Big grocery stores are adapting to the changing times and the ever-increasing threat from Amazon. Kroger is the latest grocery giant to team up with a tech company—Microsoft—in order to give itself an edge. The two have come together to make a new high-tech grocery store experience, leveraging cloud computing, digital displays, and other technology to make the shopping experience more convenient for customers and employees.
Currently, two Kroger stores are being used to pilot the program—one in Monroe, Ohio, and one in Redmond, Washington—close to both companies’ headquarters. Microsoft’s Azure stores and processes in-store data, while new electronics change the ways that customers and employees interact with products. New digital displays replace paper tags and list products’ prices, promotions, and nutrition information. They can more easily change when products move throughout the store or when Kroger makes pricing and promotion changes.
The displays will also change to show icons that correspond to nearby customers’ grocery lists, making it easier for them to find what they need. As for employees, a new “pick-to-light” system lights up areas of shelves with needed products, letting employees fulfill curbside pickup orders more efficiently.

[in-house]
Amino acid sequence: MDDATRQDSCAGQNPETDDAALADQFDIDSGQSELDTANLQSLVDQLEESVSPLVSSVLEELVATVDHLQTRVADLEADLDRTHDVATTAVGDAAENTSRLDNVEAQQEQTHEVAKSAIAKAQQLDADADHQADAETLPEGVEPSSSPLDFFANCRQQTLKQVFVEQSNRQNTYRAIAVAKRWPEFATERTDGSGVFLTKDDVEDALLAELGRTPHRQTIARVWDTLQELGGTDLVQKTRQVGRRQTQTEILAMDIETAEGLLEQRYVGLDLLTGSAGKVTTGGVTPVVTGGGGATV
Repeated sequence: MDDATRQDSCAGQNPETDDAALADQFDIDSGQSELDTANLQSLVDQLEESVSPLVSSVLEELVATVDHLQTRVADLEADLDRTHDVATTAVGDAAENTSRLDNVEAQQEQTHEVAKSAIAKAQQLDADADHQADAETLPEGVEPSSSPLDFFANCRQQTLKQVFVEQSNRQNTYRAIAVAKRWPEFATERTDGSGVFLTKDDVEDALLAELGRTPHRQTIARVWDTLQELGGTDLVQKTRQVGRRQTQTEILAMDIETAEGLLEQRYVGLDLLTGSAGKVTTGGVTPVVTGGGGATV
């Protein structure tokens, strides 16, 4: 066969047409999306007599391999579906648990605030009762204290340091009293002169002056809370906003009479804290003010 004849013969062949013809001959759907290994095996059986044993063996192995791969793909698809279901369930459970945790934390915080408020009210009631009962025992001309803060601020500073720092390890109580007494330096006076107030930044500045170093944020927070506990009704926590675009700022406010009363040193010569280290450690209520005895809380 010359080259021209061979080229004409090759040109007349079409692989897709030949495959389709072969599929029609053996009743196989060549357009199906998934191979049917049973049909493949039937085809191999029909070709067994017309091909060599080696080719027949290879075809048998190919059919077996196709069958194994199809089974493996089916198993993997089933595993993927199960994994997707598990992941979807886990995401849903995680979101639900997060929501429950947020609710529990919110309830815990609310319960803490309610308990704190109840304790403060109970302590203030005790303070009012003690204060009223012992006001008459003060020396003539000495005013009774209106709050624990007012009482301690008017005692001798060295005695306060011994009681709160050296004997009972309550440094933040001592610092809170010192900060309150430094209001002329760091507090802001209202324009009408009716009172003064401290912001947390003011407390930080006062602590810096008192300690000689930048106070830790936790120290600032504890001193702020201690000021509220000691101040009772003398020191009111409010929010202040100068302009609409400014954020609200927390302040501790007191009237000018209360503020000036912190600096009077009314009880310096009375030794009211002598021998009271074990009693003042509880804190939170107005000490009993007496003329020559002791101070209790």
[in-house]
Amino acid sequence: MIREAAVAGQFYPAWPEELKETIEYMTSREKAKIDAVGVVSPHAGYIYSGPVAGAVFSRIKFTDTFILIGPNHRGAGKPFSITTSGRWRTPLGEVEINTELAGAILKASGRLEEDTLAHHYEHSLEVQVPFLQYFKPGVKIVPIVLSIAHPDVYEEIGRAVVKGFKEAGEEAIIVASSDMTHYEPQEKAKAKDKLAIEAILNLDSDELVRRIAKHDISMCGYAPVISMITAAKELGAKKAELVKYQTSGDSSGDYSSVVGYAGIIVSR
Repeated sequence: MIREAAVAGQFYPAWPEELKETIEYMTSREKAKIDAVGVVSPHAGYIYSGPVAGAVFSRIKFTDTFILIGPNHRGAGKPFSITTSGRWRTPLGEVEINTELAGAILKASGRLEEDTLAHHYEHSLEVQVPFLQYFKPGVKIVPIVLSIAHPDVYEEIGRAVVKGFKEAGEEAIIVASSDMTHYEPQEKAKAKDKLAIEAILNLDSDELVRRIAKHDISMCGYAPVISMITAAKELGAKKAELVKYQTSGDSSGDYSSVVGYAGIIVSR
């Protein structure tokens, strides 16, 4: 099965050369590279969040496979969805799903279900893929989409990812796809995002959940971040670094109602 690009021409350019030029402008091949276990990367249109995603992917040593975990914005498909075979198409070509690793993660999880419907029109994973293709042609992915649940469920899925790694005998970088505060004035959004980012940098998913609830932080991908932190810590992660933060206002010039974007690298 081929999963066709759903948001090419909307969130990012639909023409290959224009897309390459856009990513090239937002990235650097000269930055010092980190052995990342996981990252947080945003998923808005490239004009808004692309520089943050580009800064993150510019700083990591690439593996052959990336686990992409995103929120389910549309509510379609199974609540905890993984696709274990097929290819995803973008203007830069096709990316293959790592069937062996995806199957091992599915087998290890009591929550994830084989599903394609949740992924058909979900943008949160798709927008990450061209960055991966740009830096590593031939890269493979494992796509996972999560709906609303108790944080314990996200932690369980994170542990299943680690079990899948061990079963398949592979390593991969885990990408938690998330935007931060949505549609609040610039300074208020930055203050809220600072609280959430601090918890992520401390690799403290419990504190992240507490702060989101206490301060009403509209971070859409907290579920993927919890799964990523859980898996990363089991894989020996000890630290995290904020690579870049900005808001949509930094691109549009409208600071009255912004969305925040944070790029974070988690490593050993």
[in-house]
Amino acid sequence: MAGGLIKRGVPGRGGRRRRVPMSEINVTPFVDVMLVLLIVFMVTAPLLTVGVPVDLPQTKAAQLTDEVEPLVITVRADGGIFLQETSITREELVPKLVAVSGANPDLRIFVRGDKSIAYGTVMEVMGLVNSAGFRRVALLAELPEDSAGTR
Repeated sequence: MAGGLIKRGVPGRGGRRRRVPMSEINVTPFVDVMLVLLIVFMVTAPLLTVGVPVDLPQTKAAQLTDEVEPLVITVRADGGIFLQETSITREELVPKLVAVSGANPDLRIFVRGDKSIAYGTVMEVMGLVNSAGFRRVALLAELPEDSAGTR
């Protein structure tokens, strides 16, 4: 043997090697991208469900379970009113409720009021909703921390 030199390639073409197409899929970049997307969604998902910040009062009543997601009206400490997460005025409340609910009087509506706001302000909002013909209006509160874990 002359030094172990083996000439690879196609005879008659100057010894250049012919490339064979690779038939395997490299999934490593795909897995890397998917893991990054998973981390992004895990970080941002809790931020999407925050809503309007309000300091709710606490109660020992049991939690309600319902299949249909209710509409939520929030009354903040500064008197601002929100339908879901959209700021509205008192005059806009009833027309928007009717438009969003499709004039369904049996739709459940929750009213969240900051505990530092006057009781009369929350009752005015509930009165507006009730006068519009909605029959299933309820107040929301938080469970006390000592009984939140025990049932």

But where there’s a digital display, ads are not far away. Kroger plans to sell digital advertisements on these displays that can be targeted to customer demographics. Kroger may also look to sell the high-tech grocery technology to other retailers, giving it an additional revenue stream.
Kroger also collects in-store data by using ceiling-mounted cameras. According to a report from Bloomberg, these cameras watch over the aisles as people shop, keeping track of inventory and “crunching data.” All of this collected data helps Kroger learn more about its customers’ shopping habits and the state of its individual stores. Microsoft’s Azure cloud service handles most of that data, as Kroger (like many others) didn’t want to pay Amazon for the use of its AWS cloud infrastructure.
Azure is AWS’ biggest competitor, so this partnership gives Microsoft an edge in the grocery industry. It’s not the first grocery endeavor that Microsoft has embraced, either: last year, Microsoft and Walmart were reported to be working on cashier-less store technology to compete with the new Amazon Go checkout-free stores popping up across the country.
Kroger is also battling all of Amazon’s grocery and retail experiments. Ever since Amazon bought Whole Foods in 2017 for $13.7 billion, grocers have been trying to better compete with the online retail giant in the brick-and-mortar space. Kroger in particular launched a self-driving grocery delivery service with Nuro’s help, allowing it to deliver grocery orders using self-driving cars in the Scottsdale, Arizona, area.
Kroger’s high-tech grocery experience isn’t the same as Amazon Go, nor does it appear as impressive yet, but it’s the start of (what Kroger hopes) is a modernization process that will keep it relevant. The competition with Amazon is fierce, especially as Amazon adds more Whole Foods perks for Prime members, expands its own grocery delivery services, and encroaches on the brick-and-mortar space even further. Partnering with Microsoft gives Kroger a huge tech ally that can help it modernize its stores more quickly and effectively than if it were to do so alone.